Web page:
The establishment, led by former Mississippi Gov. Haley Barbour and his allies, pulled out every trick in the bag to snuff out the threat. In a tight runoff, they expanded the electorate by courting black voters. The Chamber enlisted Mississippi icon Brett Favre to cut a memorable ad for Cochran. They later repeated the tactic in North Carolina, where Nascar driver Richard Petty appeared in an ad for Tillis, and in Georgia, where hometown Heisman Trophy winner Herschel Walker made a Senate endorsement.

“If we had come up short in Mississippi, it would have had a domino effect” all summer, Reed says. “Beating McDaniel was a key turning point. It allowed us to turn the page on the primaries and focus on the general.”

As the Chamber led the way in the primaries and America Rising handled the research, the vaunted Koch network was laying the groundwork for November. The Kochs were the biggest spenders on the right on the 2014 election, with a hand in everything from the party’s ground game to its attack ads to its tech tools.

Americans for Prosperity (AFP), a Koch-based network of state-based activists, shelled out more than $125 million to boost Republicans. About half that sum was plowed into a robust ground game powered by some 550 field staff. AFP ran its first ads the week of Labor Day 2013, with a million-dollar buy against Kay Hagan in North Carolina. The campaign slowly chipped away at the incumbent’s s approval rating, which hovered around 55% as 2014 dawned. “The earliest and biggest strategic decision we made was to go early,” says AFP president Tim Phillips. As November drew near, other members of the Koch network switched up tactics. The super PAC Freedom Partners Action Fund began running “express advocacy” ads, spending some $25 million to boost candidates that helped Republicans reclaimed the Senate. The move forced the group to disclose donors, which it had long resisted. “That was a big decision for the Koch network,” says Phillips.

All these changes—better candidates, better research, smarter spending—coalesced on Tuesday, when Republicans picked up at least 7 Senate seats to seize control of the upper chamber for the first time since 2006.

With reporting by Zeke J. Miller

TIME 2014 Election

The Challenge for the New Republican Majority

The GOP won the 2014 elections. Now it has to start thinking about 2015 and 2016.

Republicans scored a decisive victory Tuesday night, winning at least 52 seats to gain control of the Senate for the first time since 2006. On a banner evening, the GOP reached its magic number around 11:30 p.m., knocking off Democratic incumbents in Arkansas, Colorado and North Carolina and staving off challenges in key battleground states like Georgia and Kansas.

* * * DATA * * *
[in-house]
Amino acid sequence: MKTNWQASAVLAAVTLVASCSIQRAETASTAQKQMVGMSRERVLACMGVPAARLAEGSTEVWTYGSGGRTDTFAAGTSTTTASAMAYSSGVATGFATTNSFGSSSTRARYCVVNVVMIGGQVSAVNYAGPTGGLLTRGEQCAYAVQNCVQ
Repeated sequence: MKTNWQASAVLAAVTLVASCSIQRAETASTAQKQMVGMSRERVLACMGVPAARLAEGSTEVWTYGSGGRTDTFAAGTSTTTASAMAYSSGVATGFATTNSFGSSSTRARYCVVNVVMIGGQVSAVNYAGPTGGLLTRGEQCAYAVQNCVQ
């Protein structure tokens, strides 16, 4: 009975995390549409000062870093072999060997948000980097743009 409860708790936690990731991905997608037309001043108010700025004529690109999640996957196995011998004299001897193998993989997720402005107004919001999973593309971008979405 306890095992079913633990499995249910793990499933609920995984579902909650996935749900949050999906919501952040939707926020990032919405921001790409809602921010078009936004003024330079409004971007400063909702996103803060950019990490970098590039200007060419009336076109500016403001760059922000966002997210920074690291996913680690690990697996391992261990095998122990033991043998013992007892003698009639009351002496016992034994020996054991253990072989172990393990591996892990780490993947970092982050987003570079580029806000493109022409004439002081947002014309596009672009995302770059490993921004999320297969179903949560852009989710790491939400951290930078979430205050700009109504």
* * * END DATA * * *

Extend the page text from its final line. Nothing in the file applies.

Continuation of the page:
With the win, Republicans exorcised the demons of the last two election cycles, when they fumbled chances to retake the upper chamber. The decisive victory extended to governor’s races, where the GOP beat back hard-fought challenges in Wisconsin, Florida and Michigan and picked up a seat in Illinois. And the party padded its caucus in the House, where they appeared on course to earn the largest majority since the 1920s.

MORE: See all the election results

Of all the victors, the night belonged to Sen. Mitch McConnell, who began it by celebrating a hard-fought Senate victory in Kentucky and wrapped it with the knowledge that he would be the chamber’s next majority leader. “We do have an obligation to work together on issues where we can agree,” McConnell said at his victory party in Louisville, his wife beaming by his side. “Just because we have a two-party system doesn’t mean we have to be in perpetual conflict.”

mitch.no.asterisk.indd
TIME

For McConnell, it was a moment to savor. The triumph was the realization of the Kentuckian’s lifelong ambition to become majority leader, as well as the culmination of his six-year plan to reclaim power in the Senate by thwarting Barack Obama’s legislative agenda. McConnell was also a chief architect of the quest to crush the Tea Party in 2014 primaries, a crusade which yielded the best roster of Senate candidates the party has boasted in recent memory.